Hockey Marathon receives an overwhelming amount of support from community

hockey marathon raises funds

As of Saturday, more than $600,000 was raised.

The Hockey Marathon for the Kids players completed 261 hours of hockey in support of the Alberta Children’s Hospital Foundation.

The puck dropped on March 31 at the Chestermere Rec Centre, and 40 players raised funds for the Alberta Children’s Hospital Foundation for pediatric cancer research by playing hockey until April 11.

Chestermere hosted the Guinness World Record for the World’s Longest Hockey Game in 2012 raising $1.2 million, and $1.7 million in 2014.

“The Marathon is going wonderful. We hit our halfway mark; 6:30 am on Wednesday. The players are powering through the mental fatigue, but their bodies are worn down. However, we are ensuring that they are looked after and treated well. We have hit our halfway goal as well in funds raised but need to get more,” Hockey Marathon Media Director Lesley Plumley said.

Players are spending up to 18 hours a day on the ice, four hours at a time. When they aren’t playing, they are alternating breaks to eat, sleep, or receive physio and massage therapy. 

The funds raised from the game will support cancer research at the Alberta Children’s Hospital Research Institute into immunotherapy.

The goal of the research is to create gentler, more effective treatments and cures that minimize the adverse side effects of current therapies, an Alberta Children’s Hospital Foundation media release said.

“We know these players are exhausted and are pushing through injuries while on shift, which makes their dedication to the kids and families at the Alberta Children’s Hospital even more inspiring,” President and CEO of the Alberta Children’s Hospital Foundation Saifa Koonar said. “We are grateful and in awe of what they are doing, and the sacrifices they and their families are making, and we hope they can hear us rooting for them knowing their efforts will help children today, and for years to come.”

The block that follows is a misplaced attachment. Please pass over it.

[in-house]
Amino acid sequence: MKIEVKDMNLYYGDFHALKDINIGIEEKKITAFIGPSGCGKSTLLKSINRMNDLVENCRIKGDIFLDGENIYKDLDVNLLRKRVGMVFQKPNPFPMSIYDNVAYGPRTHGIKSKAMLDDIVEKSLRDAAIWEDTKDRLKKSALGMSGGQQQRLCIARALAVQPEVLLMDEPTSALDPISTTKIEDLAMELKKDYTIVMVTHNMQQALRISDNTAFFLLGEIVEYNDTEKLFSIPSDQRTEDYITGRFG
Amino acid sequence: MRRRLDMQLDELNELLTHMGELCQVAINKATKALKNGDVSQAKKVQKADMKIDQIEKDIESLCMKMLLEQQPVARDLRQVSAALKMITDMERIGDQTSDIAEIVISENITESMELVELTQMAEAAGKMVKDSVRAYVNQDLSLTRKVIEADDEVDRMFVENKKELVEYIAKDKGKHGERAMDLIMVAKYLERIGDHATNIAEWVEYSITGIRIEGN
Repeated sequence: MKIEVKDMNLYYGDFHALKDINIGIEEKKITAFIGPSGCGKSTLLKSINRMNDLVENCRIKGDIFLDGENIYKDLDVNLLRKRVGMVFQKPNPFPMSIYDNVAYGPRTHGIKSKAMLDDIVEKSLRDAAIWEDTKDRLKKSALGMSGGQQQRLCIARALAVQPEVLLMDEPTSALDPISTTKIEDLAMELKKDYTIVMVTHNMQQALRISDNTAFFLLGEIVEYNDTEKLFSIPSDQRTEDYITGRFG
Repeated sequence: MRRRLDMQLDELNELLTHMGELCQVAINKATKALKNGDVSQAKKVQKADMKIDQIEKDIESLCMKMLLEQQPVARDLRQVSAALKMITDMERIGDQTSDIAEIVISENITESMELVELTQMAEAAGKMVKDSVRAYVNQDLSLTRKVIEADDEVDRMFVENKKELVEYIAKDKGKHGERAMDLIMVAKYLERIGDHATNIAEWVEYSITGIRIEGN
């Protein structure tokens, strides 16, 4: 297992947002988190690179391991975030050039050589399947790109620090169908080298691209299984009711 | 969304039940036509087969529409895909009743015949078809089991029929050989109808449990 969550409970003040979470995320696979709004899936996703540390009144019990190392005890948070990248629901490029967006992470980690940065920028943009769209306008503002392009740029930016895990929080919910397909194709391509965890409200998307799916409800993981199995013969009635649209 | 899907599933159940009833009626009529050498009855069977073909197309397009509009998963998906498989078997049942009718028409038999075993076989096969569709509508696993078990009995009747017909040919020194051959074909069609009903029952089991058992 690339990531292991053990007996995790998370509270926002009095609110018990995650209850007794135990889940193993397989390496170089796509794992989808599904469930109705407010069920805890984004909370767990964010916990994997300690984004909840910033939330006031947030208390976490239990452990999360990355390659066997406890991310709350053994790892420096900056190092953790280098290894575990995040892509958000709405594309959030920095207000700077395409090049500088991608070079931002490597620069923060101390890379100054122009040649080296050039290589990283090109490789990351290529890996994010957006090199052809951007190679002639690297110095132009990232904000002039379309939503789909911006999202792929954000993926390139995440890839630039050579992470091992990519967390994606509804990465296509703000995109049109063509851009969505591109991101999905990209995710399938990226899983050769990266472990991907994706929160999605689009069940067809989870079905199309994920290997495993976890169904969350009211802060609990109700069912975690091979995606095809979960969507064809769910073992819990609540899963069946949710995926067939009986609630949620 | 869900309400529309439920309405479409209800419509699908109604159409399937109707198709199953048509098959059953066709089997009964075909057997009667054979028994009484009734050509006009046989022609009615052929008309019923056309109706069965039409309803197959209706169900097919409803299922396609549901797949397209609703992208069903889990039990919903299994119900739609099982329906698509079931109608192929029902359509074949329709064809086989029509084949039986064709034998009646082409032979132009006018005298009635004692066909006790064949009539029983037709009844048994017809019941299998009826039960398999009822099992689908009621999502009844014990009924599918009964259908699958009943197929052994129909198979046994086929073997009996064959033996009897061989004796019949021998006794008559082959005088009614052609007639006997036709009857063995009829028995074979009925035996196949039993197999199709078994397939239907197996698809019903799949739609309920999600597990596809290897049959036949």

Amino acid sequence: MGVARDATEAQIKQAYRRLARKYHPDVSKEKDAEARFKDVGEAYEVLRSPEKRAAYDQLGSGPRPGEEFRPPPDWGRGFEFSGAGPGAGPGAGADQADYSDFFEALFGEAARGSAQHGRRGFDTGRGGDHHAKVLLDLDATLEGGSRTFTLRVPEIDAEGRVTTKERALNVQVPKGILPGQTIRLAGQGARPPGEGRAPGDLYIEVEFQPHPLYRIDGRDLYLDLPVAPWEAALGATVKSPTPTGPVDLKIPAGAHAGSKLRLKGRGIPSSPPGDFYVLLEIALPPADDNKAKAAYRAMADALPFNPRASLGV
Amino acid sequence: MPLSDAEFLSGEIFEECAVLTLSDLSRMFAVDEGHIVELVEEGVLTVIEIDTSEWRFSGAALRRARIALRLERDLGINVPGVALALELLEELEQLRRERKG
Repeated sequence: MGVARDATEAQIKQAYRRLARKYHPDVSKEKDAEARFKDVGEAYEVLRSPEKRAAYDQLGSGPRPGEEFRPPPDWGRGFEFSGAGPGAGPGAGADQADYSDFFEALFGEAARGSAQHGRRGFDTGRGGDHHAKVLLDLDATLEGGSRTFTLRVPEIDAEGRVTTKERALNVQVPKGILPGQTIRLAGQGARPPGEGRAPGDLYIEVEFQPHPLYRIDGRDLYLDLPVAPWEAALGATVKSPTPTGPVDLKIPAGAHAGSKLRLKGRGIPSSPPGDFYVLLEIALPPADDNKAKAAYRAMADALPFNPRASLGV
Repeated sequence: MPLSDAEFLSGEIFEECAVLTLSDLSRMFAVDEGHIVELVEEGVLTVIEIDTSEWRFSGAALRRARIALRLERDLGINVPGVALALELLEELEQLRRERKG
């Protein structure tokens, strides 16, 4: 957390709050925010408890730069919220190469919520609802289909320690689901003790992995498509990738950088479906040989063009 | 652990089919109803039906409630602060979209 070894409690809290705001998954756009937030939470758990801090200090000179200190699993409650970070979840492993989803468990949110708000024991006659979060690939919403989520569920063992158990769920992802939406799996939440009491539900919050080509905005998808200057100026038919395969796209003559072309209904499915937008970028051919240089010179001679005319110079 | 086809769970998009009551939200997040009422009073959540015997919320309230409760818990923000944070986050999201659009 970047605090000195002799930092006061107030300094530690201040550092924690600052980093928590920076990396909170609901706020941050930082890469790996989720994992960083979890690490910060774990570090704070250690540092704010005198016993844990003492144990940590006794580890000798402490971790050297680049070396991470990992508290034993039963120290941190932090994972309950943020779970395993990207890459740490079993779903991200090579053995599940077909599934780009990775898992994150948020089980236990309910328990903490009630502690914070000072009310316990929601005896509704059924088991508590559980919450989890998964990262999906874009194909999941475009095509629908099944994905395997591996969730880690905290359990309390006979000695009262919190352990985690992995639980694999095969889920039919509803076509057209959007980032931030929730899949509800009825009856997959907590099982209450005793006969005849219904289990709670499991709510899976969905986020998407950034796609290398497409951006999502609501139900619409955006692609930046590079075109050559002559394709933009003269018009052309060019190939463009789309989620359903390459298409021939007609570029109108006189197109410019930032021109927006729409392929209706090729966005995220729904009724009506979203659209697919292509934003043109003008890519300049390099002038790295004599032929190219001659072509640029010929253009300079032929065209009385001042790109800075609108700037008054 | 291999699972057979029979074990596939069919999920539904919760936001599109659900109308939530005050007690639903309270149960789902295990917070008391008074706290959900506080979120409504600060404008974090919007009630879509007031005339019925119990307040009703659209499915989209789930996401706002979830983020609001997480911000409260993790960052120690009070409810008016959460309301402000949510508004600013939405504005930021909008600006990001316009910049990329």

Within the first three days, more than 400 cups of coffee were consumed, by day four 200 rubber duckies were placed in the cold water baths for the players, by day five, 160 cheeseburgers, 25 lbs of chicken fingers were consumed, and five cases of 100 sets of earplugs had to be purchased due to loud snoring, by day seven 42 lbs of candy has been consumed on the bench, and 480 massages were given to the players.

When players started to feel physical and mental fatigue, the community came out to show their support, boost morale, and motivate the players to keep skating.

Wednesday was the halfway point of the marathon, and although players were holding strong, they were feeling worn down.

One of the biggest supporters of the marathon, Colton, stopped by which gave the players the morale boost they needed.

“Colton and his sister were tossing rubber duckies at Josh Esler while he was in the cold tub, and they all had a splashing good time. They then decided to treat themselves with some relaxation by testing out the massage chairs and massage boost,” a hockey marathon media release said. “Colton also brought the players a basket of all his favourite treats and left each team a heartwarming note.”

Players’ family members also brought in their pets for visits, and local daycares and schools stopped by to cheer on the players.

A visit from the team lead of the Alberta Cellular Therapy and Immune Oncology Initiative (ACTION) Dr. Doug Mahoney also inspired the players to keep going.

Mahoney’s research into immunotherapy is being supported by donations made directly through Hockey Marathon for the Kids, a media release said.

Sarah Tahir, a 17-year-old Calgary cancer survivor also came down to cheer on the players and thank each player for what they are doing. 

“The players are going through part of the journey where their emotions are high. Players are appreciative of the support and the crowd, even during late-night shifts,” the release said. 

On Saturday, the rec centre was buzzing with spectators, and donations continued rolling in. Country music artist Drew Gregory performed acoustically to encourage the players, and World Professional Chuckwagon Association driver Jordie Fike came to cheer on the players.

On Saturday players were feeling beaten down with a lot of feet challenges and cramping. 

Visit the hockey marathon website for more information and to donate.

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